Sweden – In order to determine the feasibility of constructing at least two small modular reactors (SMRs) close to the Ringhals nuclear power plant, Vattenfall is currently starting a feasibility study.
The demand for electricity in Sweden is expected to rise sharply in the coming decades, which is why Vattenfall is actively investigating the potential of various fossil-free energy sources to meet the rising demand.
“No investment decisions have been made but, during the spring, Vattenfall’s management team have been working on the issue of new nuclear power in Sweden. Provided that a feasibility study concludes that it would be profitable and all other conditions for a future investment decision are met, in particular, new regulations for nuclear power, it should be possible to have the first SMR reactor in operation by the early 2030s,” says Vattenfall’s CEO Anna Borg.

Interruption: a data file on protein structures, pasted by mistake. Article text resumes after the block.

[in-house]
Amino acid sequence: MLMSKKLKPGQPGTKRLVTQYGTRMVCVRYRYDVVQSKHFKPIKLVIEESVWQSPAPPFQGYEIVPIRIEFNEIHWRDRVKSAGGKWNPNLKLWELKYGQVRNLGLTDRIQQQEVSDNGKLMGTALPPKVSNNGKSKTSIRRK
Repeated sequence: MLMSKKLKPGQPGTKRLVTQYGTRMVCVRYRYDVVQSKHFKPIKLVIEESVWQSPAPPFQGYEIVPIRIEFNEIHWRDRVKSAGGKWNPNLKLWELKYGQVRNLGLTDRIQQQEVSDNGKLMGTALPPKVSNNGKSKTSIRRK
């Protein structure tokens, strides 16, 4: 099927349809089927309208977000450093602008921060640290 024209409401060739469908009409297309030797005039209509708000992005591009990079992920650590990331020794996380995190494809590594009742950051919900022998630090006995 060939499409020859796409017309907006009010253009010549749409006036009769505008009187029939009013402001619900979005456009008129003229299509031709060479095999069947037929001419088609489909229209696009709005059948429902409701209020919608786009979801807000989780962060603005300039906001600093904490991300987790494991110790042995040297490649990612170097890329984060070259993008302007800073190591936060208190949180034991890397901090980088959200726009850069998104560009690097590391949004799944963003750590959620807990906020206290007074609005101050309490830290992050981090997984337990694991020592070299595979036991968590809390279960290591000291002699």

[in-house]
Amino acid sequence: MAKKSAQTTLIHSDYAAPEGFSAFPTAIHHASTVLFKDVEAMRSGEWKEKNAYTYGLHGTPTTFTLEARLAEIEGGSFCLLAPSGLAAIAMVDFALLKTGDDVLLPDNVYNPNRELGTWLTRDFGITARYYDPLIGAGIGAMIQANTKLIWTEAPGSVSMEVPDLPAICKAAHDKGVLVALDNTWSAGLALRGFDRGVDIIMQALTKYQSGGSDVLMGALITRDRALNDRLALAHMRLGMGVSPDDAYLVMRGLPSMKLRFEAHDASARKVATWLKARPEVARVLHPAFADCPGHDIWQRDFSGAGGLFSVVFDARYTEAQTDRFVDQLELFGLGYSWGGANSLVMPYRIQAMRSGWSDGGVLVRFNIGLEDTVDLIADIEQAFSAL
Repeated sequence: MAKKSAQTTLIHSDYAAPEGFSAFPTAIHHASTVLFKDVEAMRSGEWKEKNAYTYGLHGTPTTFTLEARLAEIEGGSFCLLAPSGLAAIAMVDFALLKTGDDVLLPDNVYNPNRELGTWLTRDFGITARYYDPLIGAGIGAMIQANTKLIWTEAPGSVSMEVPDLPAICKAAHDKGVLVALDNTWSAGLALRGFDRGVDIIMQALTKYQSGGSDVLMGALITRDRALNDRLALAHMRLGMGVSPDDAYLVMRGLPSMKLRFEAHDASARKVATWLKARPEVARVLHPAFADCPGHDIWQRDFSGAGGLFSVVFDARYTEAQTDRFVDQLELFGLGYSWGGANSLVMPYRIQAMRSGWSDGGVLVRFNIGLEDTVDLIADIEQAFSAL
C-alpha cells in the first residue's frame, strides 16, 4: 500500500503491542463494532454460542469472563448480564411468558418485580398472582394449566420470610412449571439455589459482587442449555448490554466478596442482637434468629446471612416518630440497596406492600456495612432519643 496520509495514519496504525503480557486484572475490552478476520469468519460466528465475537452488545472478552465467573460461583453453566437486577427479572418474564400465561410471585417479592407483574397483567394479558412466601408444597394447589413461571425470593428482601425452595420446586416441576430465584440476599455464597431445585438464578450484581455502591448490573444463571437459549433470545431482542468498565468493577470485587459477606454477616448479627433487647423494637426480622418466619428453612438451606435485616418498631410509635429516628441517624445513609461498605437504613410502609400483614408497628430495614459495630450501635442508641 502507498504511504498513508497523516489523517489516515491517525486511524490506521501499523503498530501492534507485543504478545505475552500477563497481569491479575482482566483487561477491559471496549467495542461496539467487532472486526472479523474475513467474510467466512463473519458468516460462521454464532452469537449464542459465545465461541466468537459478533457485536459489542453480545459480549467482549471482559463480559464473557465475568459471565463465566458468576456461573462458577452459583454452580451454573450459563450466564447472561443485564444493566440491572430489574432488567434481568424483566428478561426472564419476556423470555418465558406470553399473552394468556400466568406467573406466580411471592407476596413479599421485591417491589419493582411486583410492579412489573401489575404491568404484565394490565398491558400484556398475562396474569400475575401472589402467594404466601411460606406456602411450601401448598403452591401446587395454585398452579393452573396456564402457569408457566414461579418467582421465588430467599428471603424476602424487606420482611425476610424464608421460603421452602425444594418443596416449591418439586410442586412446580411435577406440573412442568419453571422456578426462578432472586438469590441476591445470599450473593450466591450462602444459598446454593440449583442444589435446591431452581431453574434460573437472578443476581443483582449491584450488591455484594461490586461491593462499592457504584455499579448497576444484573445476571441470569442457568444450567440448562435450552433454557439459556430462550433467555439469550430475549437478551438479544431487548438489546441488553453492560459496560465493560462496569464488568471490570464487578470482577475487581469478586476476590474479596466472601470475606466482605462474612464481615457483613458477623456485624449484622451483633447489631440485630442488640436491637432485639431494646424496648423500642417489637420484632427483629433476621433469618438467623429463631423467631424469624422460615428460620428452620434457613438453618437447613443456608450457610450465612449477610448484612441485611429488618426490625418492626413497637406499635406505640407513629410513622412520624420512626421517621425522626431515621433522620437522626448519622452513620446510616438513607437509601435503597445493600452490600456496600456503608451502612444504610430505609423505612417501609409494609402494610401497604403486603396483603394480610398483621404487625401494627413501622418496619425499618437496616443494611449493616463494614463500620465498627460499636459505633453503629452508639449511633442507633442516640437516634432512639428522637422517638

Examining key issues
The feasibility study is concentrating on the requirements for constructing SMRs in the southern bidding zones, primarily close to Ringhals nuclear power plant, as there is a need for more electricity generation in southern Sweden.
In order to determine the prerequisites for moving forward with the choice to construct at least two SMR reactors close to Ringhals nuclear power plant, the feasibility study will examine the key issues. The feasibility study will get started right away, and it should be finished by the end of 2023 or the beginning of 2024. Vattenfall has already made investments in a number of fossil-free energy sources, primarily in wind and hydropower as well as in technology for hydrogen gas energy storage.